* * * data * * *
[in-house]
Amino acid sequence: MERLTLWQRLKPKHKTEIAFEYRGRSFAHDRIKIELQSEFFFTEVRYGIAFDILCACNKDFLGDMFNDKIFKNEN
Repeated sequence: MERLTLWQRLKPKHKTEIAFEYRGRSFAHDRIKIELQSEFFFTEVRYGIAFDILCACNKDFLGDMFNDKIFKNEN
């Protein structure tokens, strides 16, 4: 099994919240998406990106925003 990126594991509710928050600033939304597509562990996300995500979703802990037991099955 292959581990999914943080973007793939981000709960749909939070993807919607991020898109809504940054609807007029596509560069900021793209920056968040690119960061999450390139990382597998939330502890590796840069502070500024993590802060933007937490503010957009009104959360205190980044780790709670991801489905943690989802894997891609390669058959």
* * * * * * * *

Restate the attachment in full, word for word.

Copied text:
[in-house]
Amino acid sequence: MERLTLWQRLKPKHKTEIAFEYRGRSFAHDRIKIELQSEFFFTEVRYGIAFDILCACNKDFLGDMFNDKIFKNEN
Repeated sequence: MERLTLWQRLKPKHKTEIAFEYRGRSFAHDRIKIELQSEFFFTEVRYGIAFDILCACNKDFLGDMFNDKIFKNEN
């Protein structure tokens, strides 16, 4: 099994919240998406990106925003 990126594991509710928050600033939304597509562990996300995500979703802990037991099955 292959581990999914943080973007793939981000709960749909939070993807919607991020898109809504940054609807007029596509560069900021793209920056968040690119960061999450390139990382597998939330502890590796840069502070500024993590802060933007937490503010957009009104959360205190980044780790709670991801489905943690989802894997891609390669058959």